1. It is understood of the collective body of Christians, or all those over the face of the whole earth who profess to believe in Christ, and acknowledge him to be the Saviour of mankind. This is what the ancient writers call the catholic or universal church. Sometimes the word church is considered in a more extensive sense, and divided into several branches; as the church militant, is the assembly of the faithful on earth; the church triumphant, that of the the faithful already in glory; to which the Papists add the church patient, which, according to their doctrines, is that of the faithful in purgatory.
2. Church is applied to any particular congregation of Christians, who associate together and concur in the participation of all the institutions of Jesus Christ, with their proper pastors and ministers. Thus we read of the church of Antioch, the church of Alexandria, the church of Thessalonica, and the like.
3. Church denotes a particular sect of Christians distinguished by particular doctrines and ceremonies. In this sense, we speak of the Romish church, the Greek church, the reformed church, the church of England, etc.
The Latin or western church, comprehends all the churches of Italy, France, Spain, Africa, the north, and all other countries whither the Romans carried their language. G. Britain, part of the Netherlands, of Germany, and of the North, have been separated from hence ever since the time of Henry VIII, and constitute what we call the reformed church, and what the Romanists call the western schism.
The Greek or eastern church, comprehends the churches of all the countries anciently subject to the Greek or eastern empire, and through which their language was carried; that is, all the space extended from Greece to Mesopotamia and Persia, and thence into Egypt. This church has been divided from the Roman, ever since the time of the emperor Phocas.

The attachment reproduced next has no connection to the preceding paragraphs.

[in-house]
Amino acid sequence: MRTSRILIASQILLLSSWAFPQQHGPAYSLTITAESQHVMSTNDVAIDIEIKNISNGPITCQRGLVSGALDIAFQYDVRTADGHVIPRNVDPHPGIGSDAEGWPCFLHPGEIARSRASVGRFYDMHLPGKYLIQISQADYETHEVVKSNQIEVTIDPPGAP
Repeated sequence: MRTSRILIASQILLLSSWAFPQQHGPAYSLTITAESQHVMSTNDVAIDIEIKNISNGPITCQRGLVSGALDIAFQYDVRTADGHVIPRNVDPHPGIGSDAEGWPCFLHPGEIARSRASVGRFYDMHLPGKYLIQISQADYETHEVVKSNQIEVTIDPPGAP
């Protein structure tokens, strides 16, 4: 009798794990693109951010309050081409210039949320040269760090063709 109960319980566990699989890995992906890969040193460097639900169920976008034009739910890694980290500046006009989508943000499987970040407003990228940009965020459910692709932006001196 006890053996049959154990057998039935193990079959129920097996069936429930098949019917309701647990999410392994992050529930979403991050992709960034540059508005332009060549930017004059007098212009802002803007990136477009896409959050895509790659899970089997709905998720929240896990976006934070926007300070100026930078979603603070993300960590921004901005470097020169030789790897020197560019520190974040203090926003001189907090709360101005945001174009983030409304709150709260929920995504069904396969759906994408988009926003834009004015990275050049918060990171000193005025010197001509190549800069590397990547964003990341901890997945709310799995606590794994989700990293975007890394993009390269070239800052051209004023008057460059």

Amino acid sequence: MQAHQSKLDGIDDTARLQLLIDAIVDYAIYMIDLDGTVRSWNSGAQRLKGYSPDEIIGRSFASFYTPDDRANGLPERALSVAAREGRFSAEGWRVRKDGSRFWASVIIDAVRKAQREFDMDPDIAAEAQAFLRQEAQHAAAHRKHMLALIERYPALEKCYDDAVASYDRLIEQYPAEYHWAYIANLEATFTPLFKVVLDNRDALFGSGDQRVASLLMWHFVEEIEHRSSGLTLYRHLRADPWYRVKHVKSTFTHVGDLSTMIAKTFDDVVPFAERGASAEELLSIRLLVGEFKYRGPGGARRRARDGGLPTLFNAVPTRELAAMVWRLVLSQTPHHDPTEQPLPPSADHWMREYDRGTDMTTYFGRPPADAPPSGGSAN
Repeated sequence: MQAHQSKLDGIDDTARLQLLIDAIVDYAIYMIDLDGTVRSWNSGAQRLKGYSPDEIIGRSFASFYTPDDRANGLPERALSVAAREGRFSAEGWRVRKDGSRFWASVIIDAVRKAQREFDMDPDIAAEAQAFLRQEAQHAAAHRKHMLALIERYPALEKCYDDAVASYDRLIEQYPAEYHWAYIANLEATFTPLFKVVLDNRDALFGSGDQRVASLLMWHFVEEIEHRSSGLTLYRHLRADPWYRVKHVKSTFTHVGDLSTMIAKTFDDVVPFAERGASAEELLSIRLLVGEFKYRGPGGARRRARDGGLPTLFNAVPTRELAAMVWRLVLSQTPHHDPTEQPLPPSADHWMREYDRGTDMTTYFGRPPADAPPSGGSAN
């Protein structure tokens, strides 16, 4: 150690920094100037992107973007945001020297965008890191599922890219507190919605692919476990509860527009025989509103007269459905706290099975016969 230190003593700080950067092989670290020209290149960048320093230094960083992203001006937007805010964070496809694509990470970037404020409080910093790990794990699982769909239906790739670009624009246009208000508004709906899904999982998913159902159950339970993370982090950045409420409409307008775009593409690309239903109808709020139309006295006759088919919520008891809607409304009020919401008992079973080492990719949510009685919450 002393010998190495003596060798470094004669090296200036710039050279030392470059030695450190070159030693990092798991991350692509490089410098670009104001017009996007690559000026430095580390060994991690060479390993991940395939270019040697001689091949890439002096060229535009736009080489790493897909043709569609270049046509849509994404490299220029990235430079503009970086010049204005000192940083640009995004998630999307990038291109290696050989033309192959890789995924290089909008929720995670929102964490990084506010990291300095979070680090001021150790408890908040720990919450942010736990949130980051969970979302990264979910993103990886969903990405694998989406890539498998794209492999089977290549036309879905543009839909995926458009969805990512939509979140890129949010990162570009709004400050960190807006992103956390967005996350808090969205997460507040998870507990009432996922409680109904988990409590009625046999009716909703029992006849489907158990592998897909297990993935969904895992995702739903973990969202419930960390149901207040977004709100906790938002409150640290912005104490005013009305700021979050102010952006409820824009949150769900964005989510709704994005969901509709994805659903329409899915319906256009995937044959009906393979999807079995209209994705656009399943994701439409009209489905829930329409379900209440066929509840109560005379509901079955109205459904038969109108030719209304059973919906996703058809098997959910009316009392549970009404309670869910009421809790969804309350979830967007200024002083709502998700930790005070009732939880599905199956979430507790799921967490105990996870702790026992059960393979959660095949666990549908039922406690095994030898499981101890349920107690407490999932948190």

The Gallican church, denotes the church of France, under the government and direction of their respective bishops and pastors. This church has always enjoyed certain franchises and immunities, not as grants from popes, but as derived to her from her first original, and which she has taken care never to relinquish. These liberties depend upon two maxims; the first, that the pope has no authority or right to command or order any thing either in general or in particular, in which the temporalities and civil rights of the kingdom are concerned; the second, that notwithstanding the pope's supremacy is owned in cases purely spiritual, yet, in France, his power is limited and regulated by the decrees and canons of ancient councils received in that realm.
4. The word church is used to signify the body of ecclesiastics, or the clergy, in contradistinction to the laity. See Clergy.
5. Church is used for the place where a particular congregation or society of Christians assemble for the celebration of divine service. In this sense, churches are variously denominated, according to the rank, degree, discipline, etc. as metropolitan church, patriarchal church, cathedral church, parochial church, collegiate church, etc. See Metropolis, Patriarch, etc.